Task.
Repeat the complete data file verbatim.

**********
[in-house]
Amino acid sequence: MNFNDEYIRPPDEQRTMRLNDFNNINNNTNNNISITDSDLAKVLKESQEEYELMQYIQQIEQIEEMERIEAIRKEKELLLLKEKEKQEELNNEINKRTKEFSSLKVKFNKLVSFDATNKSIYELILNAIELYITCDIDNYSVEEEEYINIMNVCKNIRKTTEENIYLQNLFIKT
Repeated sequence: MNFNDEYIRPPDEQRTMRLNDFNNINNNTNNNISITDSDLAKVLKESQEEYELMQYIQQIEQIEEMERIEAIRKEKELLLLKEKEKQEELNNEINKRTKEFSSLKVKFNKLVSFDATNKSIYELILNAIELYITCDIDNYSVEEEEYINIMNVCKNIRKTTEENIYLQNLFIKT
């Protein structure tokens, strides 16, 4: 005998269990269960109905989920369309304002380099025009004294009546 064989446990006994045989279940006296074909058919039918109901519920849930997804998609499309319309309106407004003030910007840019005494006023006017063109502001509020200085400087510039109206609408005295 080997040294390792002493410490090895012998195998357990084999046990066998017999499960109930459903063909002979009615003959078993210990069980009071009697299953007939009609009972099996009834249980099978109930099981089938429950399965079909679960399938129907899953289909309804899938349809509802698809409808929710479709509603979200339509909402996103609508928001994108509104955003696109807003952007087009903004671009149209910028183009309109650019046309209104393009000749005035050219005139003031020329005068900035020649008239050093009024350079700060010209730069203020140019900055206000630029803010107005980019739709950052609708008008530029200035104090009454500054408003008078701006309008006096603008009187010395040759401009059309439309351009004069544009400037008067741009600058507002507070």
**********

[in-house]
Amino acid sequence: MNFNDEYIRPPDEQRTMRLNDFNNINNNTNNNISITDSDLAKVLKESQEEYELMQYIQQIEQIEEMERIEAIRKEKELLLLKEKEKQEELNNEINKRTKEFSSLKVKFNKLVSFDATNKSIYELILNAIELYITCDIDNYSVEEEEYINIMNVCKNIRKTTEENIYLQNLFIKT
Repeated sequence: MNFNDEYIRPPDEQRTMRLNDFNNINNNTNNNISITDSDLAKVLKESQEEYELMQYIQQIEQIEEMERIEAIRKEKELLLLKEKEKQEELNNEINKRTKEFSSLKVKFNKLVSFDATNKSIYELILNAIELYITCDIDNYSVEEEEYINIMNVCKNIRKTTEENIYLQNLFIKT
């Protein structure tokens, strides 16, 4: 005998269990269960109905989920369309304002380099025009004294009546 064989446990006994045989279940006296074909058919039918109901519920849930997804998609499309319309309106407004003030910007840019005494006023006017063109502001509020200085400087510039109206609408005295 080997040294390792002493410490090895012998195998357990084999046990066998017999499960109930459903063909002979009615003959078993210990069980009071009697299953007939009609009972099996009834249980099978109930099981089938429950399965079909679960399938129907899953289909309804899938349809509802698809409808929710479709509603979200339509909402996103609508928001994108509104955003696109807003952007087009903004671009149209910028183009309109650019046309209104393009000749005035050219005139003031020329005068900035020649008239050093009024350079700060010209730069203020140019900055206000630029803010107005980019739709950052609708008008530029200035104090009454500054408003008078701006309008006096603008009187010395040759401009059309439309351009004069544009400037008067741009600058507002507070």